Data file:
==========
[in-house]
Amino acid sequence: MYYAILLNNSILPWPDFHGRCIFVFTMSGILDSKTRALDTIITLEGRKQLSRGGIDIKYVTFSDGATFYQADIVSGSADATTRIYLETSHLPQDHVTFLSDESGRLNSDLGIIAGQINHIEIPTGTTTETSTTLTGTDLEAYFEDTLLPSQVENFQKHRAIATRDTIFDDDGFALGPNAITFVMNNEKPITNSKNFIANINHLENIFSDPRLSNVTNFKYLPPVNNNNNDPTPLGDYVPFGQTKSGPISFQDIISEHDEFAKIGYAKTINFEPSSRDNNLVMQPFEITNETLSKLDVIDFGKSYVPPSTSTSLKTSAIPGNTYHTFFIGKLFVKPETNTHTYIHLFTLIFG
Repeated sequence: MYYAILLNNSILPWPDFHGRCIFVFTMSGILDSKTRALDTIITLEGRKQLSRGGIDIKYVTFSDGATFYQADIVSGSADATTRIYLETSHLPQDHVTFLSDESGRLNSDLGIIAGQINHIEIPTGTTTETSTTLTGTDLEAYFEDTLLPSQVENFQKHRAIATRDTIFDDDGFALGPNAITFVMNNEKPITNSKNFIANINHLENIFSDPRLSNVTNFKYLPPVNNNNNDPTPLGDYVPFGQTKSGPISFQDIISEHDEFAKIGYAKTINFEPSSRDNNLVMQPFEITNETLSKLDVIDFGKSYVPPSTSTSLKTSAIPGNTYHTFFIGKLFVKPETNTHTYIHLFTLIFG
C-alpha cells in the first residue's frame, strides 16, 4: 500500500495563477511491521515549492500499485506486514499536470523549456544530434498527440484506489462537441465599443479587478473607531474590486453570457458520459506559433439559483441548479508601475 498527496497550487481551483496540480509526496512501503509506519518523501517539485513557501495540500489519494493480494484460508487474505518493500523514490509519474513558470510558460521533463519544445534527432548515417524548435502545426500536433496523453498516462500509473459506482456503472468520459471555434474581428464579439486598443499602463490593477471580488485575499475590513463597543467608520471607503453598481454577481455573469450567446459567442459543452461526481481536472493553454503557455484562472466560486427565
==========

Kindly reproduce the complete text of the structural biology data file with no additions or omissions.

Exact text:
[in-house]
Amino acid sequence: MYYAILLNNSILPWPDFHGRCIFVFTMSGILDSKTRALDTIITLEGRKQLSRGGIDIKYVTFSDGATFYQADIVSGSADATTRIYLETSHLPQDHVTFLSDESGRLNSDLGIIAGQINHIEIPTGTTTETSTTLTGTDLEAYFEDTLLPSQVENFQKHRAIATRDTIFDDDGFALGPNAITFVMNNEKPITNSKNFIANINHLENIFSDPRLSNVTNFKYLPPVNNNNNDPTPLGDYVPFGQTKSGPISFQDIISEHDEFAKIGYAKTINFEPSSRDNNLVMQPFEITNETLSKLDVIDFGKSYVPPSTSTSLKTSAIPGNTYHTFFIGKLFVKPETNTHTYIHLFTLIFG
Repeated sequence: MYYAILLNNSILPWPDFHGRCIFVFTMSGILDSKTRALDTIITLEGRKQLSRGGIDIKYVTFSDGATFYQADIVSGSADATTRIYLETSHLPQDHVTFLSDESGRLNSDLGIIAGQINHIEIPTGTTTETSTTLTGTDLEAYFEDTLLPSQVENFQKHRAIATRDTIFDDDGFALGPNAITFVMNNEKPITNSKNFIANINHLENIFSDPRLSNVTNFKYLPPVNNNNNDPTPLGDYVPFGQTKSGPISFQDIISEHDEFAKIGYAKTINFEPSSRDNNLVMQPFEITNETLSKLDVIDFGKSYVPPSTSTSLKTSAIPGNTYHTFFIGKLFVKPETNTHTYIHLFTLIFG
C-alpha cells in the first residue's frame, strides 16, 4: 500500500495563477511491521515549492500499485506486514499536470523549456544530434498527440484506489462537441465599443479587478473607531474590486453570457458520459506559433439559483441548479508601475 498527496497550487481551483496540480509526496512501503509506519518523501517539485513557501495540500489519494493480494484460508487474505518493500523514490509519474513558470510558460521533463519544445534527432548515417524548435502545426500536433496523453498516462500509473459506482456503472468520459471555434474581428464579439486598443499602463490593477471580488485575499475590513463597543467608520471607503453598481454577481455573469450567446459567442459543452461526481481536472493553454503557455484562472466560486427565